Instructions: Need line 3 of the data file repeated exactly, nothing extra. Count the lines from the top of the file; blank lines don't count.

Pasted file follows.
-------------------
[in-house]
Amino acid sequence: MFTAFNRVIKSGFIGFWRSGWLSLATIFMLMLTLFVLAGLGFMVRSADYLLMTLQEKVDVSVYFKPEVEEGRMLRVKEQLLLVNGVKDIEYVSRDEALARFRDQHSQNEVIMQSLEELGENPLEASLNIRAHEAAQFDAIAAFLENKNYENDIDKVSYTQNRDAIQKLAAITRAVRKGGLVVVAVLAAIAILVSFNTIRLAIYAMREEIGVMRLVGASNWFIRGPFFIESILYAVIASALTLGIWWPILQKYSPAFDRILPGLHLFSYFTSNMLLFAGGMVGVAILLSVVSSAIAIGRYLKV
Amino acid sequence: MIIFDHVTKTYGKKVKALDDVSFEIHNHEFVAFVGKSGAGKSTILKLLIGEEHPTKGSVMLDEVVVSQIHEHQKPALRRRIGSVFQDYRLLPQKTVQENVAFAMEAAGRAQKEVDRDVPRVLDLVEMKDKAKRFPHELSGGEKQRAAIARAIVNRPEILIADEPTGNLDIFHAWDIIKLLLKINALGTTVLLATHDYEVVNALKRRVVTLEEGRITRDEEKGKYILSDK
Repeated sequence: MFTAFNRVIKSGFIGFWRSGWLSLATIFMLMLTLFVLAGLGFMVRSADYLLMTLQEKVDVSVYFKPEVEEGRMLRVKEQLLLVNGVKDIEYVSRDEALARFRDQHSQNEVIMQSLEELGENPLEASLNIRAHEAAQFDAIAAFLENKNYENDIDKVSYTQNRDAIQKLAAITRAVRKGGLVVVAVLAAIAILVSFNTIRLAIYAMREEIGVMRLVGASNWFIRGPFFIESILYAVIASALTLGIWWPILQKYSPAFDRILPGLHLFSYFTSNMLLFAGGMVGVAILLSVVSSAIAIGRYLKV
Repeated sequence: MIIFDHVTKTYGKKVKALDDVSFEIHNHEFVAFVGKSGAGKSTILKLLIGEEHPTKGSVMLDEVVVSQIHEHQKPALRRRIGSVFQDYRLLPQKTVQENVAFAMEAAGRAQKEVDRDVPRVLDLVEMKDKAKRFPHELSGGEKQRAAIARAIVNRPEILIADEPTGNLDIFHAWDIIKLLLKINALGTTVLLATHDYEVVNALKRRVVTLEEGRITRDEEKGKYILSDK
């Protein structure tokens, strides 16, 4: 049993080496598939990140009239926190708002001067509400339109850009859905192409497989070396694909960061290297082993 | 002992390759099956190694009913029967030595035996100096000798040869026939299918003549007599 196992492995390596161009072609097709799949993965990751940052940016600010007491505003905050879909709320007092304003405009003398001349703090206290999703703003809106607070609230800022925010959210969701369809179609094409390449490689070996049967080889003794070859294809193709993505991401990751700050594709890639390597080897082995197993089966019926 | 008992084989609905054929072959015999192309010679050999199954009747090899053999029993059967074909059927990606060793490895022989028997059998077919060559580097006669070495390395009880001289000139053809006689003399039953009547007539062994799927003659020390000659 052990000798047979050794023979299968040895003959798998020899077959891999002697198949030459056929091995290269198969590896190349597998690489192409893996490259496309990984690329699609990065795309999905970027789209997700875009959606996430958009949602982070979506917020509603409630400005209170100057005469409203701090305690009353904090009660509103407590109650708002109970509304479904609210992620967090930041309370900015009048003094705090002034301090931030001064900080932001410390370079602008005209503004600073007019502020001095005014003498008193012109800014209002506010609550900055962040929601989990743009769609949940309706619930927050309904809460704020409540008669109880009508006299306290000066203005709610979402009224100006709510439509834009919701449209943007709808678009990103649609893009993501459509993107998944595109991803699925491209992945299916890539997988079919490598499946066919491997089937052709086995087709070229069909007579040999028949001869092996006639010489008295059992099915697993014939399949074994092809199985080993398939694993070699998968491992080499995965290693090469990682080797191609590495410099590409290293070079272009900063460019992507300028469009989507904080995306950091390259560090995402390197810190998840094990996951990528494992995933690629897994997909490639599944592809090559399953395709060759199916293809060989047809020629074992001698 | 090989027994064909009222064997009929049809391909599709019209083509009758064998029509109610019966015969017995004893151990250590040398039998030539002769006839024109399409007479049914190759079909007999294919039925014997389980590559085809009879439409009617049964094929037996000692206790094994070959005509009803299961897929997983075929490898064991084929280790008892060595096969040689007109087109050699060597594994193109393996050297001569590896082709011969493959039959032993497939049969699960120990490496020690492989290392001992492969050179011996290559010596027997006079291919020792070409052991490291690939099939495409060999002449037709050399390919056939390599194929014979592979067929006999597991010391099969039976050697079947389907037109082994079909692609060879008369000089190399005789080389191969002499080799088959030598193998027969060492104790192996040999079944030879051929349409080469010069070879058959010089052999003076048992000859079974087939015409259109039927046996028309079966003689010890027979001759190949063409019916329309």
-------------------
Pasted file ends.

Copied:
Amino acid sequence: MIIFDHVTKTYGKKVKALDDVSFEIHNHEFVAFVGKSGAGKSTILKLLIGEEHPTKGSVMLDEVVVSQIHEHQKPALRRRIGSVFQDYRLLPQKTVQENVAFAMEAAGRAQKEVDRDVPRVLDLVEMKDKAKRFPHELSGGEKQRAAIARAIVNRPEILIADEPTGNLDIFHAWDIIKLLLKINALGTTVLLATHDYEVVNALKRRVVTLEEGRITRDEEKGKYILSDK